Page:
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Dear males

| Wednesday, December 9, 2015

Dear males,

Where are you? I have many female friends who are the kindest, funniest and most beautiful women I know. Many of them have yet to be sought after by a worthy Notre Dame man.

Some of my girlfriends are worried they will never get married. This is partially because they are in their twenties and have yet to go on a date. If they choose to not date or get married, that is one thing. Singleness is a beautiful thing, as it allows men and women alike to devote themselves to friendship, family and faith. It gives them free time to join clubs and devote themselves to their studies. Single men and ladies for life!

But some of my single lady friends don’t want to be single for life. They like dancing to Beyoncé, but they want boyfriends, husbands and children at some point. They are not desperate by any means, but they are loving people and want a special someone to love.

Relationships are hard. They are both challenging and life-giving. It means you have to think about someone else other than yourself. You have to be ready to put someone else’s needs before your own. Single gentlemen of Notre Dame: are you ready to do so?

I’m not convinced. Many of you seem to miss these beautiful, down-to-earth, intelligent yet humble girls. I can name at least 20 that are not being pursued by guys, at least to their knowledge, and those are just the ones on campus whom I have met.

Young whippersnappers of this university: are you lazy? Are you shy or proud or scared? You can calculate torque, market to a target audience and conjugate irregular verbs, but do you have the courage, maturity or even the desire to pursue a meaningful romantic relationship?

I know that asking someone on a date is risky. Telling someone you are interested in them as more than a Snapchat buddy can be scary. You may get turned down.

If you do, though, at least you’ll know you have more guts than a large portion of the campus who cannot put themselves out there. Rejection is a part of life, whether it’s from romantic interests, employers, PEMCo or publishing companies. We cannot always succeed, but we should always try.

Young men of Notre Dame, I know you are out there. Maybe you are hiding behind the chin-up machine in Rolfs. Pause the lifting and try some living. Pull out your ear-buds. Take a shower. Say hello.

Young men of Morrissey, of Knott, of Fisher: take heed. Hide no longer behind your bro tank and SAO shades. Take off the glasses. Put on a collared shirt. Discover these incredible women you have around you. You may only be here for four years. Four years!

Obviously, don’t rush into a relationship if you don’t feel ready for one. But open your eyes. See these women around you with whom any man would be lucky to spend an hour.

Don’t get freaked out about commitment. A date is not an “I do.” It is simply saying, “Hello, fellow human. I have enjoyed spending time with you in the past, and I may want to spend more time with you in the future. Perhaps we could spend some time together one-on-one and get to know each other better. Would you like that too?”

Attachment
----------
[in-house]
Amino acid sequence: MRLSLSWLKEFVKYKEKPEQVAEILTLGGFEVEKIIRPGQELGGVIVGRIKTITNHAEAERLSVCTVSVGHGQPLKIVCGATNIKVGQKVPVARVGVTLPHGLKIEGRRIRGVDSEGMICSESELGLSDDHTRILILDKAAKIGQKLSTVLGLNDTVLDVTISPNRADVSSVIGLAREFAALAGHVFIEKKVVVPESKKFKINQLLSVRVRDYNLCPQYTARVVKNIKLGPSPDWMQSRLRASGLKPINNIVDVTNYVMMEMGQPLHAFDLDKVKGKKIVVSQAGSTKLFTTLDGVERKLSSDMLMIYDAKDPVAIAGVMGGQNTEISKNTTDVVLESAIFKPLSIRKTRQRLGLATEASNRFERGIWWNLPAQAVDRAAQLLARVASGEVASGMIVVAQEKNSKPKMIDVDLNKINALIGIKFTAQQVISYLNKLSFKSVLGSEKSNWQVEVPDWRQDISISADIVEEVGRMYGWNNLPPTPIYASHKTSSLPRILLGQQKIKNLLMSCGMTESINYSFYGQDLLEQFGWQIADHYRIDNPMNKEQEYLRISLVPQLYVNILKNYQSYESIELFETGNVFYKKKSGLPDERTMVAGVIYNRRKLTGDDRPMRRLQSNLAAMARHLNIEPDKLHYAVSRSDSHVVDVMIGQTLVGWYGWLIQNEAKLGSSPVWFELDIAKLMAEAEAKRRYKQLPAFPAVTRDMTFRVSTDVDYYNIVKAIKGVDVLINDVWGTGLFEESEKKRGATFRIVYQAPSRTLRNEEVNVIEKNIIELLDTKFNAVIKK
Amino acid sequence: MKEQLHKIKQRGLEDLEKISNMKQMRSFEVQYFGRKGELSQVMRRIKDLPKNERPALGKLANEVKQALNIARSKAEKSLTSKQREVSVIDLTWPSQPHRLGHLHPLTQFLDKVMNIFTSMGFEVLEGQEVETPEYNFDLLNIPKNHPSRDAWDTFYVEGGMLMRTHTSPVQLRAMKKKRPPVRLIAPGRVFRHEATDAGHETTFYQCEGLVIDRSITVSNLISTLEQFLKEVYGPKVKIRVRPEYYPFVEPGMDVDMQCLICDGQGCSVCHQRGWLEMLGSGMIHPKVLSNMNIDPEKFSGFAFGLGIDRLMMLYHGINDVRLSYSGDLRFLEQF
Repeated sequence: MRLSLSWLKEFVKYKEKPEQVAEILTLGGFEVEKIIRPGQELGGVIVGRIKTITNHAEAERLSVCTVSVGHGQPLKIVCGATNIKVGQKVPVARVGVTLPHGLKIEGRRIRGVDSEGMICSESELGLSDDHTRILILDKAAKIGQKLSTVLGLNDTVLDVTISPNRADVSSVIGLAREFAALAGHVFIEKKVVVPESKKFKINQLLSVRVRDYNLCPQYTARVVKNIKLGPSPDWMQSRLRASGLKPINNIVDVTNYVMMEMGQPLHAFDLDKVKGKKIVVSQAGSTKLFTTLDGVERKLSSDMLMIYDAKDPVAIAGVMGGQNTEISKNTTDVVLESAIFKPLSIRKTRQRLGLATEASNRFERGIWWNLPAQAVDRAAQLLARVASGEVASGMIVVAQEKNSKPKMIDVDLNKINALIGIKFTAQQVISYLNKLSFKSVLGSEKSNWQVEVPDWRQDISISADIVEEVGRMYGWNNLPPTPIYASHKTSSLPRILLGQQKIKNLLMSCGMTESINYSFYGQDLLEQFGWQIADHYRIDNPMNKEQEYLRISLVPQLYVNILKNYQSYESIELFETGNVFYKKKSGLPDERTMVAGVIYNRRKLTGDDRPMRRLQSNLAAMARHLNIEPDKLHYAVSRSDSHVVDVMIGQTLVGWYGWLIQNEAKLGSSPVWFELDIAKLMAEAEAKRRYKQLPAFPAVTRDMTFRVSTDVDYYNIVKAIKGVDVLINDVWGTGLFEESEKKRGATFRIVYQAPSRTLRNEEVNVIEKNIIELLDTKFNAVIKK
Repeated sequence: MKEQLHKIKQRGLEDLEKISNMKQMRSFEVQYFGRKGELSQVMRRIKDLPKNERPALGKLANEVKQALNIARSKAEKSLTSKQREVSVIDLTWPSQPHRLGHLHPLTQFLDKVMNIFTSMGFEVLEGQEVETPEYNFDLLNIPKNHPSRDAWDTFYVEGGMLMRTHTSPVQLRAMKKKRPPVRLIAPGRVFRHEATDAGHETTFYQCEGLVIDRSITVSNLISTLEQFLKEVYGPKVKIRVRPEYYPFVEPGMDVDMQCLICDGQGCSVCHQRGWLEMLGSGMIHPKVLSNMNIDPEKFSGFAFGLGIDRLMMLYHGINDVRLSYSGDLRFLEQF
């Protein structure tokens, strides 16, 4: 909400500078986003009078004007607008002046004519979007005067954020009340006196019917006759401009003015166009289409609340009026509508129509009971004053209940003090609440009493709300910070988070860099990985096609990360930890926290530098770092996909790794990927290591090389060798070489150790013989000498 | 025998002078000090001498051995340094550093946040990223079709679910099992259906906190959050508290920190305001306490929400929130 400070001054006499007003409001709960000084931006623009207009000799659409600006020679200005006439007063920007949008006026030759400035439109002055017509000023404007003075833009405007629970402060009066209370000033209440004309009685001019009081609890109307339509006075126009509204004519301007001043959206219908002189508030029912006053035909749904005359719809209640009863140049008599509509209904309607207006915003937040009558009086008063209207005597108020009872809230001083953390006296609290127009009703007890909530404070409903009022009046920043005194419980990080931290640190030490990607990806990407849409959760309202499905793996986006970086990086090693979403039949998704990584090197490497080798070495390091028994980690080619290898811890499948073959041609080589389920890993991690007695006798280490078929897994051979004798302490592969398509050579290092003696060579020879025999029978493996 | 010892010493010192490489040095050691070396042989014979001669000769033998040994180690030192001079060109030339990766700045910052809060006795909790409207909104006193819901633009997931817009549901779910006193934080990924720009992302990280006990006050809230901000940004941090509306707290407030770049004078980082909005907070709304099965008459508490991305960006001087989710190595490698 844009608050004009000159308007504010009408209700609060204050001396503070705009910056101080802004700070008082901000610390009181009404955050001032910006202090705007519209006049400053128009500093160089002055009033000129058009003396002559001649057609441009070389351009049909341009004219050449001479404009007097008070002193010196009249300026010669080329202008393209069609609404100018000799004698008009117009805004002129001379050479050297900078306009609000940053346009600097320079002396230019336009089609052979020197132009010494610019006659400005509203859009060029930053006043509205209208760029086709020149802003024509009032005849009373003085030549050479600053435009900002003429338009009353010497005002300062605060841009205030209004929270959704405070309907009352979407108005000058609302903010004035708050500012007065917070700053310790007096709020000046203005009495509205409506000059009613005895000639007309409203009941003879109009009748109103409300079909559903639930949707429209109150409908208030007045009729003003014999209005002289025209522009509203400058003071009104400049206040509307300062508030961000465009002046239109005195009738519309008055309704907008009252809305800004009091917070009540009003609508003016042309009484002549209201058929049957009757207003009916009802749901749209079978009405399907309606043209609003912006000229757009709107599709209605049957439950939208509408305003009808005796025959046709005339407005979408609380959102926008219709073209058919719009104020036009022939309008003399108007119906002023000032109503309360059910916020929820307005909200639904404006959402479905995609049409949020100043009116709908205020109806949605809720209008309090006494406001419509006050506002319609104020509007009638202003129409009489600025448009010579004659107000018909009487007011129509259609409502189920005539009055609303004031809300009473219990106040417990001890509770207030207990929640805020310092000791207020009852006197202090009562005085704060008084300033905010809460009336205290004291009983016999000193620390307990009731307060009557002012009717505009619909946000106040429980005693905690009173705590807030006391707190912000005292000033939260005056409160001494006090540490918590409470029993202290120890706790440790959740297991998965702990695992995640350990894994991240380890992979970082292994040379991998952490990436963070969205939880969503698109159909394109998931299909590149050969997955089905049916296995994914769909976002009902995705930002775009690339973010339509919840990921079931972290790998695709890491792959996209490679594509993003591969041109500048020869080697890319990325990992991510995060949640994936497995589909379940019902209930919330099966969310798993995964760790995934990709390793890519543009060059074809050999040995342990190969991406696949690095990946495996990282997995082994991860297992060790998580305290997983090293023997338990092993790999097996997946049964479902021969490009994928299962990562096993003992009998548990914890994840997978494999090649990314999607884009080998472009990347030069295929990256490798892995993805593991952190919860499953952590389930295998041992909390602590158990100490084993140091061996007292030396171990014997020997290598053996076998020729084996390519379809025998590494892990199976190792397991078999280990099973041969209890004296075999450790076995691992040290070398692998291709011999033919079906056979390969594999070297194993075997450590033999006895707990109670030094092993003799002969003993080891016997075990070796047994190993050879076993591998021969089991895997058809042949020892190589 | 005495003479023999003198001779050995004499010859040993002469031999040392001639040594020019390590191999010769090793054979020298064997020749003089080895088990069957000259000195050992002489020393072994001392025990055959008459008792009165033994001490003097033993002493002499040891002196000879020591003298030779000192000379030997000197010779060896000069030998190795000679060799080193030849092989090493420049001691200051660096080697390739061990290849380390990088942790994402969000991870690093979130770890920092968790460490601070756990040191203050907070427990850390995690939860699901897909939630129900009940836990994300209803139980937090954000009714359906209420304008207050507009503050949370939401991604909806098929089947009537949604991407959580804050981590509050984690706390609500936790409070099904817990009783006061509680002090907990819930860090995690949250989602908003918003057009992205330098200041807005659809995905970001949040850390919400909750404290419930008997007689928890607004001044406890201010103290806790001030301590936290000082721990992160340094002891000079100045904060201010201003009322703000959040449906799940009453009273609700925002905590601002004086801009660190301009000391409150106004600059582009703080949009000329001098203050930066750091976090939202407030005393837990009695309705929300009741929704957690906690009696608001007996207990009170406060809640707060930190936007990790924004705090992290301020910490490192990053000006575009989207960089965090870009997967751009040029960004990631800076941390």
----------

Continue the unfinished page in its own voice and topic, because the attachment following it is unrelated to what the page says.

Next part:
I know, I should not blame only the males. I can already hear the protest: “Girls can ask guys out too!” Yes, they can. But for the majority of history, men have had to be the initiators. Some girls are fine with taking on that role, but others worry that they will come on too strong or that the guy wants to be the chaser.

So if that beautiful sweet girl hasn’t asked you out, maybe you could ask her out. It could be a disaster. It could be a dream. Either way, you will learn more about yourself than if you stayed home and watched Netflix. Instead of watching people go on dates, you could go on one yourself.

So you did it? You asked her out? Hooray. Thanks, males. I knew you could do it.

The views expressed in this column are those of the author and not necessarily those of The Observer.

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About Erin Thomassen

I am a freshman double majoring in the Program of Liberal Studies (PLS) and French. PLS (aka the Notre Dame Book Club) is the history of ideas through literature, philosophy, math and science. It was the perfect major for me, because I couldn't possibly choose one subject and hurt the other subjects' feelings. French was also a natural pick, since I have been prancing around my house under the pretense of performing ballet for eighteen years. If someone asks me what I do in my free time, I will tell them that I run and read. What I actually do is eat cartons of strawberries and knit lumpy scarves. If you give me fresh fruit, we will be friends. If we become friends, I will knit you a scarf for Christmas. It may be lumpy, but it will be in your favorite color. And if enough people become my friend, lumpy scarves might just become a trend.

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